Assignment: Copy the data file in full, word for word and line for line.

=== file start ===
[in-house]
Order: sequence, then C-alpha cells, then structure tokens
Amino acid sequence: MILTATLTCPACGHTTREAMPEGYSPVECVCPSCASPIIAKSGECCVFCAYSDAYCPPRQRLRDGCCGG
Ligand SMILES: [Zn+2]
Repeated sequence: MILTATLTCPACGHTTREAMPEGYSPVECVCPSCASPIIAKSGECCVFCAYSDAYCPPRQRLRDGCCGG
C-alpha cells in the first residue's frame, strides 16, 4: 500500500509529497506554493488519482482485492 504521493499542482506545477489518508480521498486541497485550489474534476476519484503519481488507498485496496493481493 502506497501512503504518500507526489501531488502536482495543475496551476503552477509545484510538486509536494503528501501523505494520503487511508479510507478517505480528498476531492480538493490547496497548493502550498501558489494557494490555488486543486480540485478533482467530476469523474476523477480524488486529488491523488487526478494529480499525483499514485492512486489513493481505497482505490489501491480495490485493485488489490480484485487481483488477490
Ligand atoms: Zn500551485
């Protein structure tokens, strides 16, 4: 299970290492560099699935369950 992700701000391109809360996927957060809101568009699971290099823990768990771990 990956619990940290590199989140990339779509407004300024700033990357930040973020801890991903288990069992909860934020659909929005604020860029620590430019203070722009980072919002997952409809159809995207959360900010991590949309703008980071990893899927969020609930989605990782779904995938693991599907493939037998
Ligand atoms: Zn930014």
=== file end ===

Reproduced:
[in-house]
Order: sequence, then C-alpha cells, then structure tokens
Amino acid sequence: MILTATLTCPACGHTTREAMPEGYSPVECVCPSCASPIIAKSGECCVFCAYSDAYCPPRQRLRDGCCGG
Ligand SMILES: [Zn+2]
Repeated sequence: MILTATLTCPACGHTTREAMPEGYSPVECVCPSCASPIIAKSGECCVFCAYSDAYCPPRQRLRDGCCGG
C-alpha cells in the first residue's frame, strides 16, 4: 500500500509529497506554493488519482482485492 504521493499542482506545477489518508480521498486541497485550489474534476476519484503519481488507498485496496493481493 502506497501512503504518500507526489501531488502536482495543475496551476503552477509545484510538486509536494503528501501523505494520503487511508479510507478517505480528498476531492480538493490547496497548493502550498501558489494557494490555488486543486480540485478533482467530476469523474476523477480524488486529488491523488487526478494529480499525483499514485492512486489513493481505497482505490489501491480495490485493485488489490480484485487481483488477490
Ligand atoms: Zn500551485
């Protein structure tokens, strides 16, 4: 299970290492560099699935369950 992700701000391109809360996927957060809101568009699971290099823990768990771990 990956619990940290590199989140990339779509407004300024700033990357930040973020801890991903288990069992909860934020659909929005604020860029620590430019203070722009980072919002997952409809159809995207959360900010991590949309703008980071990893899927969020609930989605990782779904995938693991599907493939037998
Ligand atoms: Zn930014």